Trial medication is supplied directly to each patient by post from the Dundee University Research Pharmacy. All trial medication is supplied open-label.
Allopurinol lead-in phase
An allopurinol lead-in phase precedes randomisation. If the SUA exceeds the EULAR recommended target of <357 µmol/L on screening blood tests, the daily allopurinol dose is increased by 100 mg. SUA levels are rechecked after 2 weeks on the higher dose and this process is repeated until the EULAR target is achieved or the maximum tolerated dose of allopurinol is reached. If SUA at screening is <357 µmol/L then no dose titrations are required and the patient proceeds straight to randomisation. Patients with renal impairment (estimated-glomerular filtration rate 30–60 mL/min) have their allopurinol dose titrated in exactly the same manner as those without renal impairment. This reflects published guidance on allopurinol titration in renal impairment which recommends starting at a low dose and titrating to achieve urate target.16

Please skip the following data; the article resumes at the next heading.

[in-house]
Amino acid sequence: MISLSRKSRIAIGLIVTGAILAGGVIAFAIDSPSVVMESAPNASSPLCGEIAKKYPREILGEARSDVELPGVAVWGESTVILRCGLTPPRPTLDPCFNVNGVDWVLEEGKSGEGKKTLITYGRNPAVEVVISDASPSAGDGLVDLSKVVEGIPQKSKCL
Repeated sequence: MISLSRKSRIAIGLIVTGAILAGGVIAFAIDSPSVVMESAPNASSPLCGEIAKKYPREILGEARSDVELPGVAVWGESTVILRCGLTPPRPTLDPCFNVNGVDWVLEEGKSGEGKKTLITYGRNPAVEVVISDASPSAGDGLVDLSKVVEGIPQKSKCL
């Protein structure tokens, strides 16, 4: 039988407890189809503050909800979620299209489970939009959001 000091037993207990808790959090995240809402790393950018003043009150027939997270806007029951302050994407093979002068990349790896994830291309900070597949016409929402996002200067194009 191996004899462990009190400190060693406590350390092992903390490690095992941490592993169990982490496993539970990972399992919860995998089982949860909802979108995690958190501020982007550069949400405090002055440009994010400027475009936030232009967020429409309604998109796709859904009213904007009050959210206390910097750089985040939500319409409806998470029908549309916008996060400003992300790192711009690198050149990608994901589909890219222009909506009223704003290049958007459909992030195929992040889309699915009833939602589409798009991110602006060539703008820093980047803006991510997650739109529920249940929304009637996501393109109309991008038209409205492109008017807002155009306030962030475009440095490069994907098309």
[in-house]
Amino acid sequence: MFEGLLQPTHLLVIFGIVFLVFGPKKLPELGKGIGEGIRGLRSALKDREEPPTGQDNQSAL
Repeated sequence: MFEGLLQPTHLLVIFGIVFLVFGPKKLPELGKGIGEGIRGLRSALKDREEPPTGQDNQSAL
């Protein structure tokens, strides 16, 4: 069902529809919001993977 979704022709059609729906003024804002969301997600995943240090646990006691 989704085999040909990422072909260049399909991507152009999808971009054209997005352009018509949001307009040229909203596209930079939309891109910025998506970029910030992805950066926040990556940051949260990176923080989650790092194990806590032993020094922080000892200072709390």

Once patients are randomised and prior to start of randomised treatment all patients have an allopurinol washout period of at least 7 days (window 7–21 days).
Gout flare prophylaxis
Patients requiring up-titration of allopurinol during the allopurinol lead-in phase and all patients postrandomisation are offered gout flare prophylaxis. First-line prophylaxis is with colchicine (0.5 mg once or twice daily) and second-line alternatives are non-steroidal anti-inflammatory drugs (NSAID's; naproxen, diclofenac or meloxicam) with gastric protection. Prophylaxis postrandomisation is offered for 6 months. Patients may decline prophylaxis or discontinue prophylaxis at any time and prophylaxis may be tailored by the patients’ primary care physician, particularly if there are concerns with long-term NSAID use. General practitioners (GPs) are left to manage gout flares according to local guidelines.